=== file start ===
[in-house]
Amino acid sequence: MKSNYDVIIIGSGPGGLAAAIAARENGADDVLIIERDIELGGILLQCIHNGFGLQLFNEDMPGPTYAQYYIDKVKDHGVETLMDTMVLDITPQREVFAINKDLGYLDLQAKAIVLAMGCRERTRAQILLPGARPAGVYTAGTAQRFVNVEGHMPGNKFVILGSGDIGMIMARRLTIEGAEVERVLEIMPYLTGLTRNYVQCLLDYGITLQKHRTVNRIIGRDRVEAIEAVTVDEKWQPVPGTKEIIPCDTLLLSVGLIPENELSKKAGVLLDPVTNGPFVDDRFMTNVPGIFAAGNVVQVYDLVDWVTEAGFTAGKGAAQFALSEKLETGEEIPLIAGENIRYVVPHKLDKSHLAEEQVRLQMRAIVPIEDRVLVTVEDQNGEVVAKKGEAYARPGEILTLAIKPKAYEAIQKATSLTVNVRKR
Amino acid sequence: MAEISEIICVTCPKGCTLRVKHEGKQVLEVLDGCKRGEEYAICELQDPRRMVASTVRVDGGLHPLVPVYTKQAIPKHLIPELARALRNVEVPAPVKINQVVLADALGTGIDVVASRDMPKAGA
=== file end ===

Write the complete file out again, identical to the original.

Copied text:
[in-house]
Amino acid sequence: MKSNYDVIIIGSGPGGLAAAIAARENGADDVLIIERDIELGGILLQCIHNGFGLQLFNEDMPGPTYAQYYIDKVKDHGVETLMDTMVLDITPQREVFAINKDLGYLDLQAKAIVLAMGCRERTRAQILLPGARPAGVYTAGTAQRFVNVEGHMPGNKFVILGSGDIGMIMARRLTIEGAEVERVLEIMPYLTGLTRNYVQCLLDYGITLQKHRTVNRIIGRDRVEAIEAVTVDEKWQPVPGTKEIIPCDTLLLSVGLIPENELSKKAGVLLDPVTNGPFVDDRFMTNVPGIFAAGNVVQVYDLVDWVTEAGFTAGKGAAQFALSEKLETGEEIPLIAGENIRYVVPHKLDKSHLAEEQVRLQMRAIVPIEDRVLVTVEDQNGEVVAKKGEAYARPGEILTLAIKPKAYEAIQKATSLTVNVRKR
Amino acid sequence: MAEISEIICVTCPKGCTLRVKHEGKQVLEVLDGCKRGEEYAICELQDPRRMVASTVRVDGGLHPLVPVYTKQAIPKHLIPELARALRNVEVPAPVKINQVVLADALGTGIDVVASRDMPKAGA